Executive Compensation and Employee Remuneration: The Flexible Principles of Justice in Pay
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This paper investigates a series of normative principles that are used to justify different aspects of executive compensation within business firms, as well as the remuneration of lower-ranking employees. We look at how businesses perform pay benchmarking; employees’ engagement, fidelity and loyalty (and their effects on pay practices); and the acceptability of what we call both-ends-dipping, that is, receiving both ex ante and ex post benefits for the same work. We make two observations. First, either different or incoherent principles are used to justify the pay of executives compared to employees, or the same principles are applied differently. Second, these differences or inconsistencies tend to be to the benefit of executives and/or to the detriment of employees. We conclude by asking whether there is any reason for thinking differently about executive pay than we do about employee pay. Our analysis leads us to question the principles justifying current executive compensation and to wonder if these principles are potentially being instrumentalized to serve other ends.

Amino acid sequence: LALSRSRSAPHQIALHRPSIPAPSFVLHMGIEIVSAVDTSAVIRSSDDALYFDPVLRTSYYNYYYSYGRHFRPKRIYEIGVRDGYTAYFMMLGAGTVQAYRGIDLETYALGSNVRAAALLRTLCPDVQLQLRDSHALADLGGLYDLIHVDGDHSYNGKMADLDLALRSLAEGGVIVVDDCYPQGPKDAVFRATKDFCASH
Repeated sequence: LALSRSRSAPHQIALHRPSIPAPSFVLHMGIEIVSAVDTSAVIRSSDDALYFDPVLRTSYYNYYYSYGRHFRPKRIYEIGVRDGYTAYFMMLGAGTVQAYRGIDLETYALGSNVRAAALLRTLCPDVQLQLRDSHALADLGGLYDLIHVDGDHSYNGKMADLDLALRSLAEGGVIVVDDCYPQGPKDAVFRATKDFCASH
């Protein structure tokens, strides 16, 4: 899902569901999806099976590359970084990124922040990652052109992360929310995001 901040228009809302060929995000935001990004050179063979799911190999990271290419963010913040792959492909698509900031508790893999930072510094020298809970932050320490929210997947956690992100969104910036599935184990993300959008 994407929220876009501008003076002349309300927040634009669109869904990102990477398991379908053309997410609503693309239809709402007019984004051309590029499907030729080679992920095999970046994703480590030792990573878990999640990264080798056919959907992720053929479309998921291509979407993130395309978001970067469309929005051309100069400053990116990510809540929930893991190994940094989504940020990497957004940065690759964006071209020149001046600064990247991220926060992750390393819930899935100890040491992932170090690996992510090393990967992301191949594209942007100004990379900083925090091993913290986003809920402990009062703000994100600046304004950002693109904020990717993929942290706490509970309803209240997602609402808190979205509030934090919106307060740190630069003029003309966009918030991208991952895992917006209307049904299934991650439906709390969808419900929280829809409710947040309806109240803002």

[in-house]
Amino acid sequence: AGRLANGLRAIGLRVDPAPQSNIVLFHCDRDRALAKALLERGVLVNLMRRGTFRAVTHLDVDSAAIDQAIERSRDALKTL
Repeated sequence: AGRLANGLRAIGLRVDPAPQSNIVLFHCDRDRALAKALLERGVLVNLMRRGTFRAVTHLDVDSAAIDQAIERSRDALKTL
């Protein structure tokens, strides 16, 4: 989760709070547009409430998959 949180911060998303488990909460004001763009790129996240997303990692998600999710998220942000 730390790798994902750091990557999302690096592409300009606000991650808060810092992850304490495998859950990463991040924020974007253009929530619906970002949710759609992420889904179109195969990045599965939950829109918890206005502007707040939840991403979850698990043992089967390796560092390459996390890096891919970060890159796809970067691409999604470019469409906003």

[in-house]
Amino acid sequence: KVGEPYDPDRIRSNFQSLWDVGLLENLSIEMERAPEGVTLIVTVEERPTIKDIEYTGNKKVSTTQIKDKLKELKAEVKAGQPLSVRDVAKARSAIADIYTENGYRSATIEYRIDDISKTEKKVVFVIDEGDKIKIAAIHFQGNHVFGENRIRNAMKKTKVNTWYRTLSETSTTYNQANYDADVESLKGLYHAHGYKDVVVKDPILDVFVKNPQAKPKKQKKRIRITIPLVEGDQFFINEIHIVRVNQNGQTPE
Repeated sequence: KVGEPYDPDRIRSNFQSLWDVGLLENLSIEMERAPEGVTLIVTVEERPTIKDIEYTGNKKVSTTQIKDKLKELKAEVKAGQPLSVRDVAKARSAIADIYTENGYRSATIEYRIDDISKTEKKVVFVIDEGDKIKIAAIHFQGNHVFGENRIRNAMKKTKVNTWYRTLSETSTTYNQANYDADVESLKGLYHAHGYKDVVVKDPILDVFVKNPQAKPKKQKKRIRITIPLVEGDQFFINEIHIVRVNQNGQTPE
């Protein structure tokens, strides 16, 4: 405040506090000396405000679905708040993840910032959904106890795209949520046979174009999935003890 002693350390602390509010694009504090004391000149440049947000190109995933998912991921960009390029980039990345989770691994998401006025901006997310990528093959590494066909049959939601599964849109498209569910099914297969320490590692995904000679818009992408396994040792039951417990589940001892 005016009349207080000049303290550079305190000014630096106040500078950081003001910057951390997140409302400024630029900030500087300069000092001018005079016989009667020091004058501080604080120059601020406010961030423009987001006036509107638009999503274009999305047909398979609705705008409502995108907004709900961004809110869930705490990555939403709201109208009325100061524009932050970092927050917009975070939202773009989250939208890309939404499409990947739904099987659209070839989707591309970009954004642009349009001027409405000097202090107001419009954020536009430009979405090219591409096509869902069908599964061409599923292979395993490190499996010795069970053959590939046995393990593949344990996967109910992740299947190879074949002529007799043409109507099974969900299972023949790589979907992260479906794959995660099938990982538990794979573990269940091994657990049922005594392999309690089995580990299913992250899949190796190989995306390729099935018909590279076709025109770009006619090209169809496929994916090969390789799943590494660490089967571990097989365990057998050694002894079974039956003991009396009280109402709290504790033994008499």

KeywordsPay justice Executive compensation Employee remuneration
The authors would like to acknowledge financial support from the Stephen A. Jarislowsky Chair in Corporate Governance, the Institute for the Governance of Private and Public Organizations, and the Mitacs Accelerate program.
Compliance with Ethical Standards
This article does not contain any studies with human participants or animals performed by any of the authors.
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